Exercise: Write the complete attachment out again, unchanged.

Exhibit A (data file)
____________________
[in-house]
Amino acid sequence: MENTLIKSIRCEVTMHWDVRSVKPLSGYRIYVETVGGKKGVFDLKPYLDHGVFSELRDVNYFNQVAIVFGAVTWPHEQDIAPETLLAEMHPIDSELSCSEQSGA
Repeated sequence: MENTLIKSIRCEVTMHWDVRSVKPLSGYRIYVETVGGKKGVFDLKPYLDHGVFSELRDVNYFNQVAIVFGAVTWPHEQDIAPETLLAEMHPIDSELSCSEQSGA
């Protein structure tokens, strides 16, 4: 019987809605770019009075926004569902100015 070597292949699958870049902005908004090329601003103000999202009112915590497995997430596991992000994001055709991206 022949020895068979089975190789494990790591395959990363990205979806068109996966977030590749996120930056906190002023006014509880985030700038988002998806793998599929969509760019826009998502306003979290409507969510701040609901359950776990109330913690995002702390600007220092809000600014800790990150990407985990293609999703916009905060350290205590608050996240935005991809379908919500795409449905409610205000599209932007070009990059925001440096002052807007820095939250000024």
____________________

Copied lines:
[in-house]
Amino acid sequence: MENTLIKSIRCEVTMHWDVRSVKPLSGYRIYVETVGGKKGVFDLKPYLDHGVFSELRDVNYFNQVAIVFGAVTWPHEQDIAPETLLAEMHPIDSELSCSEQSGA
Repeated sequence: MENTLIKSIRCEVTMHWDVRSVKPLSGYRIYVETVGGKKGVFDLKPYLDHGVFSELRDVNYFNQVAIVFGAVTWPHEQDIAPETLLAEMHPIDSELSCSEQSGA
């Protein structure tokens, strides 16, 4: 019987809605770019009075926004569902100015 070597292949699958870049902005908004090329601003103000999202009112915590497995997430596991992000994001055709991206 022949020895068979089975190789494990790591395959990363990205979806068109996966977030590749996120930056906190002023006014509880985030700038988002998806793998599929969509760019826009998502306003979290409507969510701040609901359950776990109330913690995002702390600007220092809000600014800790990150990407985990293609999703916009905060350290205590608050996240935005991809379908919500795409449905409610205000599209932007070009990059925001440096002052807007820095939250000024």